Click to hear: “Decay”
One could easily stop too short of giving proper recognition to the first release by Portland newcomers Hiss & Chambers, simply by saying, “Oh, this sounds just like [insert popular or obscure band from the ’80s here].”
But Hiss & Chambers is no ’80s cover band. The four founders – guitarist Shawn Saindon, drummer Ryan Dolan, bassist Jasper Rice and guitarist Mike Hamlin – are all veterans of the local music scene. Their talents and sensibilities combine well in this new group, and the product is decidedly unique around here. (Also unique: they’re giving a copy of the new EP, Making Eyes, to everyone who pays the $5 cover at the release show June 15th).
With influences like Echo and the Bunnymen and Depeche Mode, H&C’s sound is reminiscent of some ’80s artists’. But like contemporaries Franz Ferdinand and stellastarr*, they incorporate a guitar army, driving bass, and a syncopated, hi-hatted 16th note sound into modern-sounding dance rock.
Making Eyes starts with “Decay,” a fitting introduction to the rest of the EP. “Decay” is an excellent example of the band’s use of dynamics to keep the listener listening. Starting quietly, building quickly, adding layers and then cutting everything, only to jump back in full force, the song teases a crowd, keeps them on their feet.
Saindon’s vocals have the trademark range and timbre of The Cure’s Robert Smith or Bernard Sumner of New Order. He can belt out low baritone as well as he can scream, whine and whisper in the higher registers.
The combination of smart lyrics and Saindon’s emotive, well enunciated singing keep the material well above any jokey, retro sensibility. You can dance toMaking Eyes, but no one will fault you for just listening at home and thinking about the songs.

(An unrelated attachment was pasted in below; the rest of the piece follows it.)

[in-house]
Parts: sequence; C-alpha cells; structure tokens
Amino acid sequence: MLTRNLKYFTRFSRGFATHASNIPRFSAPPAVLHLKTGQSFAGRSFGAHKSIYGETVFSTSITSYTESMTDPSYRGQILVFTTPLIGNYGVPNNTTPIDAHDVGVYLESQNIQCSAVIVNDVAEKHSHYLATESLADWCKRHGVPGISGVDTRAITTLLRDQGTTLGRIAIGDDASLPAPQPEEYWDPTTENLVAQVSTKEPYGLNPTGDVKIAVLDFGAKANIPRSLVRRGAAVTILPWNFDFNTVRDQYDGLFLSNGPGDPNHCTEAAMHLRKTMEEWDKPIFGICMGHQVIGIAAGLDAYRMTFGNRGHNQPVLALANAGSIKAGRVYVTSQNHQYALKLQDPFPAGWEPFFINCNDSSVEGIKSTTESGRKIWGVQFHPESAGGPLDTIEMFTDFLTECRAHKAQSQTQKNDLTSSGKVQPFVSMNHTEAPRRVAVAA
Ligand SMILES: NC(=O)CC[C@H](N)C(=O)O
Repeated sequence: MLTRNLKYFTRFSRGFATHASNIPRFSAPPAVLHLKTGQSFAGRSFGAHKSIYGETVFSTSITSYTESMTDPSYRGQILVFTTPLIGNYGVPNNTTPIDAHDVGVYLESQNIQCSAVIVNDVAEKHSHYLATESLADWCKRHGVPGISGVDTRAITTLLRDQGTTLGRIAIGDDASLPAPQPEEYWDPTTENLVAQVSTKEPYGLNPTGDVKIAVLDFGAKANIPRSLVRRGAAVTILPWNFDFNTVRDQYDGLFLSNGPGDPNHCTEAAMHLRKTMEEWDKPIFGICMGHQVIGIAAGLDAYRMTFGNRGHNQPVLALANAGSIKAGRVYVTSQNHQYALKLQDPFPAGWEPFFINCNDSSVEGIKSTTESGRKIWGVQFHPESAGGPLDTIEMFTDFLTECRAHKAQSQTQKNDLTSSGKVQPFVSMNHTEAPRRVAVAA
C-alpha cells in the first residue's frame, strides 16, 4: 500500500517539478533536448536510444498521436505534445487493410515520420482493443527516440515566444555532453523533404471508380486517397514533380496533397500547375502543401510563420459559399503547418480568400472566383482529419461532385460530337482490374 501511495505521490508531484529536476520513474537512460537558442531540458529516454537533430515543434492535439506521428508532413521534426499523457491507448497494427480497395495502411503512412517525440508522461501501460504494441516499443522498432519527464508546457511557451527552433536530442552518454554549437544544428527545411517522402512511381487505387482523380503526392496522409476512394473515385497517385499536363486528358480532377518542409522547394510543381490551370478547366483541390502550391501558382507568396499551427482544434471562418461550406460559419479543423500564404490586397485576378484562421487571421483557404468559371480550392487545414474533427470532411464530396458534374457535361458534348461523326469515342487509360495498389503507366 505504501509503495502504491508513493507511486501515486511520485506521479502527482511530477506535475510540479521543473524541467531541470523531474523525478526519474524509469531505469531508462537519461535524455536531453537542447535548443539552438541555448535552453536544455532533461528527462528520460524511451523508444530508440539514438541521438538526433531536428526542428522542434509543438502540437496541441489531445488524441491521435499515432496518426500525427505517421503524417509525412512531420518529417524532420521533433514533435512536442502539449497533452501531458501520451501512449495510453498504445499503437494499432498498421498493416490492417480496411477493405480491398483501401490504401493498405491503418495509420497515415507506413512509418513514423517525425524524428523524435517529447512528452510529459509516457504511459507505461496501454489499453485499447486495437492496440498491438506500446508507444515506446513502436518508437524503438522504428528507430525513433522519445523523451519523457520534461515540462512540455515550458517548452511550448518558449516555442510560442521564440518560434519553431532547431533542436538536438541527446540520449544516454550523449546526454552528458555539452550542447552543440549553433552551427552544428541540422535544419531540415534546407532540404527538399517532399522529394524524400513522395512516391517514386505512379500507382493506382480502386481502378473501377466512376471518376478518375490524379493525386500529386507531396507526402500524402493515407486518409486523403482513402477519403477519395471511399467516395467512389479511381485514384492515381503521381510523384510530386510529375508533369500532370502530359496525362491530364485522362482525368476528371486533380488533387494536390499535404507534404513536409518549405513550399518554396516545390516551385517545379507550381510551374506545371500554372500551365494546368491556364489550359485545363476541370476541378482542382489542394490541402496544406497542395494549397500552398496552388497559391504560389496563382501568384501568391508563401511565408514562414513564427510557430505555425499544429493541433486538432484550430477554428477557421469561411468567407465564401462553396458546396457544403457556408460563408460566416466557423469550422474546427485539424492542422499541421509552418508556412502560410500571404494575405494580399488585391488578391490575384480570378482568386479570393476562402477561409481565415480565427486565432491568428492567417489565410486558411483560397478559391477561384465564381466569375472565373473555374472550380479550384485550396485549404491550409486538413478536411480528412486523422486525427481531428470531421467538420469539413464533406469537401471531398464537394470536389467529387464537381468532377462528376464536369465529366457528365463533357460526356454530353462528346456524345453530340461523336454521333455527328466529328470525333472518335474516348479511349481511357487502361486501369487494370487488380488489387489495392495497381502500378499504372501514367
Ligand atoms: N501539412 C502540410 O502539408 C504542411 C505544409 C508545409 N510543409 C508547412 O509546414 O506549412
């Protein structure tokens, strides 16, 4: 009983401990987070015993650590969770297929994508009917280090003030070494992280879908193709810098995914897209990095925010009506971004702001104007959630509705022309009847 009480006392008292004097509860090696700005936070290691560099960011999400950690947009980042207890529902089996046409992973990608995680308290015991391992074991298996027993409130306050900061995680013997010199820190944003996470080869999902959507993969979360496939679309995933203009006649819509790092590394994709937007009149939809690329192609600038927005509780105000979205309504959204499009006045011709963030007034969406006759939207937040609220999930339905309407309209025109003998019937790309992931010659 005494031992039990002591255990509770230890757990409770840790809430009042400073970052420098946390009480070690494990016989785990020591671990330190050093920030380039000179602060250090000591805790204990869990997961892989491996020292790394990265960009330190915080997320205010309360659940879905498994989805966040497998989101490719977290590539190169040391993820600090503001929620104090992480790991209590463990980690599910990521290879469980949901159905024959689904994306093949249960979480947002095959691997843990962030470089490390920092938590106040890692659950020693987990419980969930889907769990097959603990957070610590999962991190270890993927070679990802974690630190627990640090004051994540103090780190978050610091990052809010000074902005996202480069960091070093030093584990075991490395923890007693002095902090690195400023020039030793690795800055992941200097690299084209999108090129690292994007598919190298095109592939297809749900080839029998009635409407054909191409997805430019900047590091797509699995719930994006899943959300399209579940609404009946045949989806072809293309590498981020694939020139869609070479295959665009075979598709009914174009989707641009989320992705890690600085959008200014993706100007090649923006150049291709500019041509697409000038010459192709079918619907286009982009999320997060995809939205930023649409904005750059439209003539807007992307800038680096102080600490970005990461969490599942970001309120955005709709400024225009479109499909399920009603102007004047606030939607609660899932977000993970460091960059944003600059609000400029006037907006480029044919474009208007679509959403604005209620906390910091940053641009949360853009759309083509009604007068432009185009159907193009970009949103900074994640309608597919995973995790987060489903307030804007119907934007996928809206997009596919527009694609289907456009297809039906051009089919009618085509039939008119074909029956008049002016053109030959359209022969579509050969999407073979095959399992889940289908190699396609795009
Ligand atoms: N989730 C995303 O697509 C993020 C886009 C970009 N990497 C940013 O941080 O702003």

Saindon and Hamlin have a powerful back-and-forth guitar sound that can quietly drone in from the edges or jump into full-frontal, dual attack. “Bad Teeth on a Battered Boy” showcases their sparse, iconic guitar lines. A high-toned riff emerges from a deep bass thrum and lingers at the forefront. You know as soon as you hear it: This is going to be stuck in my head. And you want to hear it over and over again.
“Halo,” the last track, is destined for mainstream radio. I don’t mean that in a bad way. This is polished, ready for consumption dance rock. I’d be disappointed if this proved to be the high-water mark for Hiss & Chambers. Some of the less radio-friendly tracks are more compelling. But I think this band will continue to evolve and create even more interesting music.
Making Eyes begs to be danced to. It’s infectious. Even listening at home, it’s impossible not to at least nod your head to the beat. But the proof is seeing Hiss & Chambers live. At the two shows I’ve witnessed, there’ve been more people dancing than I’ve seen anywhere of late. Is Portland nearing the end of its “stand and stare at the music” phase?
— Sean Wilkinson
Hiss & Chambers’ CD release party takes place Fri., June 15, at Space Gallery, 538 Congress St., Portland, at 9 p.m. Tix: $5 (EP included; 18+). Cult Maze, and The Information, open. hissandchambers.com.